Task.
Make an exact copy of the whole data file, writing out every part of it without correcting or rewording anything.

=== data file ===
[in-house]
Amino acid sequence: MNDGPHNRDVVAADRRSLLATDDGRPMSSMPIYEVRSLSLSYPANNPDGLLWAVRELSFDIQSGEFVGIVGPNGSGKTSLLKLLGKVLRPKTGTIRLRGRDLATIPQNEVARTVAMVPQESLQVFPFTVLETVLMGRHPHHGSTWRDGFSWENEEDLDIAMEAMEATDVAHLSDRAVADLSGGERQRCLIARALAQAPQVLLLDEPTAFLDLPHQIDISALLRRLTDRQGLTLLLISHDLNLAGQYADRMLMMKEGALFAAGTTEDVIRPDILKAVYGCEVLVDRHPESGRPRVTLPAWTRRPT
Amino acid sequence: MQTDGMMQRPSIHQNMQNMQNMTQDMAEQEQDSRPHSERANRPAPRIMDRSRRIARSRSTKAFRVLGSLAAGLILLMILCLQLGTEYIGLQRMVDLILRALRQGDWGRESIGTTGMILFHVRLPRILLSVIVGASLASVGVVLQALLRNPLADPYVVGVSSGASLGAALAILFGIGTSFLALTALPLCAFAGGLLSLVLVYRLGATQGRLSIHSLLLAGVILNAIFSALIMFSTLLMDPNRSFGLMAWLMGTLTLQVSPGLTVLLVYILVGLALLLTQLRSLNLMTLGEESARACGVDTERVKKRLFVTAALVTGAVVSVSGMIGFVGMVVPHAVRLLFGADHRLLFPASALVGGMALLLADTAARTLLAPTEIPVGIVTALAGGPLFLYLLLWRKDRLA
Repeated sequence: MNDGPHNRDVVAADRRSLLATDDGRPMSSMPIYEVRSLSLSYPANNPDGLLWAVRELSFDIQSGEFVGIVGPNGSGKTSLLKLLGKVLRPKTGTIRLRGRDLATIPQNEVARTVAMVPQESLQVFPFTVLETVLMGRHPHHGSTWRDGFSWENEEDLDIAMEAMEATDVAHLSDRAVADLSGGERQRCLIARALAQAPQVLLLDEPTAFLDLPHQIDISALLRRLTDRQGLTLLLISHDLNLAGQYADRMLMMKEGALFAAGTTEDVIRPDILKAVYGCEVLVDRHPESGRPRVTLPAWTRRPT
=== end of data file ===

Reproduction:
[in-house]
Amino acid sequence: MNDGPHNRDVVAADRRSLLATDDGRPMSSMPIYEVRSLSLSYPANNPDGLLWAVRELSFDIQSGEFVGIVGPNGSGKTSLLKLLGKVLRPKTGTIRLRGRDLATIPQNEVARTVAMVPQESLQVFPFTVLETVLMGRHPHHGSTWRDGFSWENEEDLDIAMEAMEATDVAHLSDRAVADLSGGERQRCLIARALAQAPQVLLLDEPTAFLDLPHQIDISALLRRLTDRQGLTLLLISHDLNLAGQYADRMLMMKEGALFAAGTTEDVIRPDILKAVYGCEVLVDRHPESGRPRVTLPAWTRRPT
Amino acid sequence: MQTDGMMQRPSIHQNMQNMQNMTQDMAEQEQDSRPHSERANRPAPRIMDRSRRIARSRSTKAFRVLGSLAAGLILLMILCLQLGTEYIGLQRMVDLILRALRQGDWGRESIGTTGMILFHVRLPRILLSVIVGASLASVGVVLQALLRNPLADPYVVGVSSGASLGAALAILFGIGTSFLALTALPLCAFAGGLLSLVLVYRLGATQGRLSIHSLLLAGVILNAIFSALIMFSTLLMDPNRSFGLMAWLMGTLTLQVSPGLTVLLVYILVGLALLLTQLRSLNLMTLGEESARACGVDTERVKKRLFVTAALVTGAVVSVSGMIGFVGMVVPHAVRLLFGADHRLLFPASALVGGMALLLADTAARTLLAPTEIPVGIVTALAGGPLFLYLLLWRKDRLA
Repeated sequence: MNDGPHNRDVVAADRRSLLATDDGRPMSSMPIYEVRSLSLSYPANNPDGLLWAVRELSFDIQSGEFVGIVGPNGSGKTSLLKLLGKVLRPKTGTIRLRGRDLATIPQNEVARTVAMVPQESLQVFPFTVLETVLMGRHPHHGSTWRDGFSWENEEDLDIAMEAMEATDVAHLSDRAVADLSGGERQRCLIARALAQAPQVLLLDEPTAFLDLPHQIDISALLRRLTDRQGLTLLLISHDLNLAGQYADRMLMMKEGALFAAGTTEDVIRPDILKAVYGCEVLVDRHPESGRPRVTLPAWTRRPT